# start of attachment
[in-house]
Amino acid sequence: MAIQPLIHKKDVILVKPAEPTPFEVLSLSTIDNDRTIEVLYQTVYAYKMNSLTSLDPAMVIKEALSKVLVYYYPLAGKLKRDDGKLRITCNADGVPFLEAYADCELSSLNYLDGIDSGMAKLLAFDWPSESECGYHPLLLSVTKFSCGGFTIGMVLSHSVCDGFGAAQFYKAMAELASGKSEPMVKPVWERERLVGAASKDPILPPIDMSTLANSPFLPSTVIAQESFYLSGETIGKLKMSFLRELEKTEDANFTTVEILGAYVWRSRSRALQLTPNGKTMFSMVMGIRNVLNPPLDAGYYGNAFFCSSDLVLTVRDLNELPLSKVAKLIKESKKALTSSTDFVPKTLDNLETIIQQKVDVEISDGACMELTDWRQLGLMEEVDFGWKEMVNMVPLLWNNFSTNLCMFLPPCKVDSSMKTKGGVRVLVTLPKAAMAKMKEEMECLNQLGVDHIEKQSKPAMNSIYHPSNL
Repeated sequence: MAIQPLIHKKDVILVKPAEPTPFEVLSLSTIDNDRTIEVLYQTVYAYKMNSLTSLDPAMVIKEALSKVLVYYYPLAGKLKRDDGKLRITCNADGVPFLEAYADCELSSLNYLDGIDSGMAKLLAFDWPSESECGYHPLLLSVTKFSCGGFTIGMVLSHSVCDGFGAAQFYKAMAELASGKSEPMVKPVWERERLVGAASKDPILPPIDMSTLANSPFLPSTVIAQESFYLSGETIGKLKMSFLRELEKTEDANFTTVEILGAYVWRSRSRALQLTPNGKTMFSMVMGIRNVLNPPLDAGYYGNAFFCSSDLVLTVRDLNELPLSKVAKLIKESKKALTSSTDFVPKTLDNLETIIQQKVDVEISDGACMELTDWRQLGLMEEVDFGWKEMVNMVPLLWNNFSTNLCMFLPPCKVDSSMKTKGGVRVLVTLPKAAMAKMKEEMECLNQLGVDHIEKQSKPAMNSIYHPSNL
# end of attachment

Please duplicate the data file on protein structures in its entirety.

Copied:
[in-house]
Amino acid sequence: MAIQPLIHKKDVILVKPAEPTPFEVLSLSTIDNDRTIEVLYQTVYAYKMNSLTSLDPAMVIKEALSKVLVYYYPLAGKLKRDDGKLRITCNADGVPFLEAYADCELSSLNYLDGIDSGMAKLLAFDWPSESECGYHPLLLSVTKFSCGGFTIGMVLSHSVCDGFGAAQFYKAMAELASGKSEPMVKPVWERERLVGAASKDPILPPIDMSTLANSPFLPSTVIAQESFYLSGETIGKLKMSFLRELEKTEDANFTTVEILGAYVWRSRSRALQLTPNGKTMFSMVMGIRNVLNPPLDAGYYGNAFFCSSDLVLTVRDLNELPLSKVAKLIKESKKALTSSTDFVPKTLDNLETIIQQKVDVEISDGACMELTDWRQLGLMEEVDFGWKEMVNMVPLLWNNFSTNLCMFLPPCKVDSSMKTKGGVRVLVTLPKAAMAKMKEEMECLNQLGVDHIEKQSKPAMNSIYHPSNL
Repeated sequence: MAIQPLIHKKDVILVKPAEPTPFEVLSLSTIDNDRTIEVLYQTVYAYKMNSLTSLDPAMVIKEALSKVLVYYYPLAGKLKRDDGKLRITCNADGVPFLEAYADCELSSLNYLDGIDSGMAKLLAFDWPSESECGYHPLLLSVTKFSCGGFTIGMVLSHSVCDGFGAAQFYKAMAELASGKSEPMVKPVWERERLVGAASKDPILPPIDMSTLANSPFLPSTVIAQESFYLSGETIGKLKMSFLRELEKTEDANFTTVEILGAYVWRSRSRALQLTPNGKTMFSMVMGIRNVLNPPLDAGYYGNAFFCSSDLVLTVRDLNELPLSKVAKLIKESKKALTSSTDFVPKTLDNLETIIQQKVDVEISDGACMELTDWRQLGLMEEVDFGWKEMVNMVPLLWNNFSTNLCMFLPPCKVDSSMKTKGGVRVLVTLPKAAMAKMKEEMECLNQLGVDHIEKQSKPAMNSIYHPSNL